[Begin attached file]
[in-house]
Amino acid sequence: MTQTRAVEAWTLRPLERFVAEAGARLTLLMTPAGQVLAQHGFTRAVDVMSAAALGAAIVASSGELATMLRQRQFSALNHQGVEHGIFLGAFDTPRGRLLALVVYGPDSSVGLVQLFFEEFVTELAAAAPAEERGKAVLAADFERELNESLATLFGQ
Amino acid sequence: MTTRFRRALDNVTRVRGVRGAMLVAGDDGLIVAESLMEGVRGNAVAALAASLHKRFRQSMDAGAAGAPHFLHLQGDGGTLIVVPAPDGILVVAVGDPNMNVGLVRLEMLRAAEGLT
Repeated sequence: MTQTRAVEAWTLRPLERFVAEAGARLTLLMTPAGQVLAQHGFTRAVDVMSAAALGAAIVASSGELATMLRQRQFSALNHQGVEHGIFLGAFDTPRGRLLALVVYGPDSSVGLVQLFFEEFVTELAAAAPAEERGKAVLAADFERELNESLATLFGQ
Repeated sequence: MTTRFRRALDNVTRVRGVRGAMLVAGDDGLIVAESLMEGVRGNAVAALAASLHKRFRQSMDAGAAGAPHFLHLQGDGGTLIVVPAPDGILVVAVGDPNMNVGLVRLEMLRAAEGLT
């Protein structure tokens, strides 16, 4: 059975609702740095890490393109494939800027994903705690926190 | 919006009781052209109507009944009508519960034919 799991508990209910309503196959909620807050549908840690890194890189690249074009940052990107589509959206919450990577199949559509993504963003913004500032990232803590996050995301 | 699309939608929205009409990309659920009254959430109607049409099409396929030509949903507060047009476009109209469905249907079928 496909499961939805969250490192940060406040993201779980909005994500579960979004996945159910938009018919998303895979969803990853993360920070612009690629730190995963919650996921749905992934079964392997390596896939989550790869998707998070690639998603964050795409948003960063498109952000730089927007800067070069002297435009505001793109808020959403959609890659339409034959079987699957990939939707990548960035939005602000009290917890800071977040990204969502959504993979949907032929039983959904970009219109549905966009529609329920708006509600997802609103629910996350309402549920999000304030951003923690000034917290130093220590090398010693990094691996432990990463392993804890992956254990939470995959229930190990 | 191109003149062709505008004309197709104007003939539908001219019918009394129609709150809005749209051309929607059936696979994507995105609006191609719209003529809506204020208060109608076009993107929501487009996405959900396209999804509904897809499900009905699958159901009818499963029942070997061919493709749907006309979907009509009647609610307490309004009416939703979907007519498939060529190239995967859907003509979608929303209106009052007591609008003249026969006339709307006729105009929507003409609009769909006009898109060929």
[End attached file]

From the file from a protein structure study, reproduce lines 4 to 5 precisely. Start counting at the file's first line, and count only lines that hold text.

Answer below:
Repeated sequence: MTQTRAVEAWTLRPLERFVAEAGARLTLLMTPAGQVLAQHGFTRAVDVMSAAALGAAIVASSGELATMLRQRQFSALNHQGVEHGIFLGAFDTPRGRLLALVVYGPDSSVGLVQLFFEEFVTELAAAAPAEERGKAVLAADFERELNESLATLFGQ
Repeated sequence: MTTRFRRALDNVTRVRGVRGAMLVAGDDGLIVAESLMEGVRGNAVAALAASLHKRFRQSMDAGAAGAPHFLHLQGDGGTLIVVPAPDGILVVAVGDPNMNVGLVRLEMLRAAEGLT